Regional Recurrence


Expert Quote

Most women know when they have a recurrence, especially a metastatic recurrence. I can count on just a few fingers the number of times I have discovered recurrence when the woman didn't know she had it. If you are feeling good when you go to see your physician, it is very unlikely that you have metastatic disease. This differs from local recurrence, in which the skill and experience of your health care provider may lead to detection of a cancer coming back that you did not suspect.

Jennifer Griggs, M.D., M.P.H.

When you had your surgery, your doctor may have removed some of the lymph nodes under the arm next to the breast that developed cancer. But breast cancer can come back in:

  • some of the remaining underarm (axillary) lymph nodes
  • lymph nodes at the base of the neck (supraclavicular)
  • lymph nodes just bellow the collarbone (infraclavicular)
  • lymph nodes under the chest wall, along the breastbone (internal mammary)
  • lymph nodes under the armpit on your other side (rarely) 

In about 40% of women who develop a recurrence, the breast cancer has spread to the lymph nodes. If you or your doctor notices hard, round lumps forming in any of these areas near the breast that had cancer, it could be a regional recurrence. Sometimes such enlarged lymph nodes are found in a routine mammogram.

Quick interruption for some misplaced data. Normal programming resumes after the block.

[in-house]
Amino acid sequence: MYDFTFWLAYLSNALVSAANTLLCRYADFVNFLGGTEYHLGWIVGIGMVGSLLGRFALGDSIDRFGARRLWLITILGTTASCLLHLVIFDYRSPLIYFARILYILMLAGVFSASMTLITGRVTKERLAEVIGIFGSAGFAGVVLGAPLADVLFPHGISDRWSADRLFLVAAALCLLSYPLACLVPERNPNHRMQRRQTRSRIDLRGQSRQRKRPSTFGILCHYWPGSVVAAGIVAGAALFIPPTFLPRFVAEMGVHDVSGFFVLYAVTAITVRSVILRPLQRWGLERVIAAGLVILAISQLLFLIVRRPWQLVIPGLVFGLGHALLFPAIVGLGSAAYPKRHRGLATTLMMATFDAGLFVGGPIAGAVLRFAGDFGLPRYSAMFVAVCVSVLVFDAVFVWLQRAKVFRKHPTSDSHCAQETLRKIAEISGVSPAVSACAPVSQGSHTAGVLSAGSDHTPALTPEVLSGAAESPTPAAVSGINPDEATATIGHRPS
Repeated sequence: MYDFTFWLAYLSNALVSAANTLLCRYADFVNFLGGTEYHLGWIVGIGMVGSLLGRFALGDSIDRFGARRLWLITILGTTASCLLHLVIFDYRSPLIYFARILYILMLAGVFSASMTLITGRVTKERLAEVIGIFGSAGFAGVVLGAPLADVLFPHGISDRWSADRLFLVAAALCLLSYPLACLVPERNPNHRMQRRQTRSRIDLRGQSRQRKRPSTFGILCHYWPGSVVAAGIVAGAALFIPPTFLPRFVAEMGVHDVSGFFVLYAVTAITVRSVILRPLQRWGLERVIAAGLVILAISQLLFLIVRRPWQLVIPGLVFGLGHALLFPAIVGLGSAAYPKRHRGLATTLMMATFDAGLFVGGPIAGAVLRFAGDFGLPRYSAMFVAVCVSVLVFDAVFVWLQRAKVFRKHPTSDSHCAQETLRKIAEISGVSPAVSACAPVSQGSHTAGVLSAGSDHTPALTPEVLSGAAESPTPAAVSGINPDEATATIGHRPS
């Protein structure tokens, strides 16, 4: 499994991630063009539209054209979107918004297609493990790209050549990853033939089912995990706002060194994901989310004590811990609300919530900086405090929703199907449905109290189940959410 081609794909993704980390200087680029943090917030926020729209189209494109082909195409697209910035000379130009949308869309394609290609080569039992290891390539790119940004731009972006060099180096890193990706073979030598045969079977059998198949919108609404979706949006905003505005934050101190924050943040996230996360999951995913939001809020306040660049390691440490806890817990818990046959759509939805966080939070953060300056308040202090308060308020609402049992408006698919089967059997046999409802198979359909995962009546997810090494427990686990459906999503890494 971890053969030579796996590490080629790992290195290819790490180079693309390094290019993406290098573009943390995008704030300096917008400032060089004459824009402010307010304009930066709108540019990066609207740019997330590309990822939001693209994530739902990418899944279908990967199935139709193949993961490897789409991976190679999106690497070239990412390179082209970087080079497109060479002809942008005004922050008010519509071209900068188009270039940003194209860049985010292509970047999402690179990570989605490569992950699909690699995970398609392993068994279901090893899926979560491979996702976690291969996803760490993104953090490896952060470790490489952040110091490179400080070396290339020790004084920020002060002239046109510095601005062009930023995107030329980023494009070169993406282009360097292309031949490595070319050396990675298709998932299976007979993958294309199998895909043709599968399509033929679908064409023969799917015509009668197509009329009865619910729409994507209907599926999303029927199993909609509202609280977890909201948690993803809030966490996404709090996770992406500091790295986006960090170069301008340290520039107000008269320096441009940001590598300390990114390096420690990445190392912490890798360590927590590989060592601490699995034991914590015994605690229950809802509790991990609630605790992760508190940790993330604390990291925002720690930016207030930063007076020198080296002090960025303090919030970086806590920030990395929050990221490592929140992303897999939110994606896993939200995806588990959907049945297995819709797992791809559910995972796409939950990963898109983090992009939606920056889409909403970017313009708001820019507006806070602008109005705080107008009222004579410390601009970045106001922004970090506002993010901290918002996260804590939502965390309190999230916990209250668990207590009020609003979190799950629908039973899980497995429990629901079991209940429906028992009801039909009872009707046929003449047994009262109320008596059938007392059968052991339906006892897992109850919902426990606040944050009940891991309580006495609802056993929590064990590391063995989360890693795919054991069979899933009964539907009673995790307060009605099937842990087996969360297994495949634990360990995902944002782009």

It is uncommon to have a regional recurrence in only the lymph nodes under the arm. Fewer than 5% of women treated for breast cancer have recurrence that happens this way. Instead, the cancer generally comes back in both the lymph nodes and inside the breast or in the tissues of the chest wall.

Your doctor will probably recommend a biopsy of an enlarged lymph node to see if there is a regional recurrence. It is possible that the lymph node is not a sign of recurrence, and close follow-up will be recommended.

Expert Quote

Most women know when they have a recurrence, especially a metastatic recurrence. I can count on just a few fingers the number of times I have discovered recurrence when the woman didn't know she had it. If you are feeling good when you go to see your physician, it is very unlikely that you have metastatic disease. This differs from local recurrence, in which the skill and experience of your health care provider may lead to detection of a cancer coming back that you did not suspect.

Jennifer Griggs, M.D., M.P.H.

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